President Recep Tayyip Erdogan has been returned as leader of Turkey’s ruling party.
The Justice and Development Party, or AK Party, re-elected Mr Erdogan, its co-founder, at a congress where he was the only candidate for chairman.
A narrow victory in a referendum last month to expand the powers of the Turkish presidency allows him to be both the head of state and of a political party.
Speaking to tens of thousands of people in Ankara, Mr Erdogan said he was back after “998 days of separation” from the party and outlined a vision for its immediate future and elections scheduled for November 2019 with new executive and grassroots teams.
“This congress is the AK Party’s rebirth,” he said before the vote. “AK Party is not just its voters’ party, it’s the party for all of our 80 million citizens.”
Elected with 1,414 votes, Mr Erdogan set the party’s course for what he called a “new era” of reforms.
“The upcoming months will be a period of soaring in all areas, including combating terror, the economy, expanding rights and freedoms and investments,” the president said.
Mr Erdogan was forced to cut his formal ties to the party when he became the country’s first directly-elected president in 2014.
Last month’s referendum eliminated a constitutional requirement mandating that presidents be neutral and cut ties with their political parties.
Critics say the referendum transforming Turkey’s parliamentary governing system to an executive presidency was marred by allegations of election fraud.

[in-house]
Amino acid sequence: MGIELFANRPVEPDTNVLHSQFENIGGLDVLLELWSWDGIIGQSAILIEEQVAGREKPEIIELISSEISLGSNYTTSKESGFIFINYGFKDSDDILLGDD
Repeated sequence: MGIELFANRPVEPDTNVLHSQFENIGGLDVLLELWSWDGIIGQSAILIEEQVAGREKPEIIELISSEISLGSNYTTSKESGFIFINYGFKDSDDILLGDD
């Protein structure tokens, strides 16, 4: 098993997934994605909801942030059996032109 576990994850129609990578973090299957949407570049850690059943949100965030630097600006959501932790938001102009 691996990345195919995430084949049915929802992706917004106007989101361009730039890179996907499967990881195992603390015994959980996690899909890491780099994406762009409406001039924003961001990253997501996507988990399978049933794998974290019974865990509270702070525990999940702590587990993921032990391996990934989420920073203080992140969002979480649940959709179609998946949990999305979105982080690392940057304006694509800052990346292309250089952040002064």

The vote took place under a state of emergency imposed in the wake of last year’s failed coup.
Mr Erdogan defended the state of emergency and said it would remain in place “until the situation reaches peace and welfare”. He said it had not affected civil rights.
Turkey blames the network of US-based cleric Fethullah Gulen for the July 15 coup attempt that left nearly 270 dead – a charge Mr Gulen has denied.
Under the state of emergency, more than 47,000 people have been arrested and 100,000 dismissed from public service for alleged connections to the cleric and groups Turkey deems terror organisations.
A dozen lawmakers from the pro-Kurdish opposition party, including its co-presidents, are behind bars along with some 160 journalists.
Hours before the congress convened, two suspected Islamic State militants were killed in an Ankara police operation.
The operation follows a string of attacks blamed on the Islamic State (IS) group, which led to Turkey’s cross-border operation into northern Syria to combat both IS and US-backed Syrian Kurdish militants.
Mr Erdogan’s meeting with US President Donald Trump last week resolved little of the discord over his administration’s decision to more heavily-arm Syrian Kurdish militants as part of the fight against IS.
Turkey considers the People’s Protection Units, or YPG, in Syria a terror organisation and an extension of the Kurdistan Workers’ Party (PKK), which has waged a three-decade-long insurgency against the Turkish state.
Mr Erdogan has said he would retaliate if the YPG posed a security threat, signalling more cross-border operations.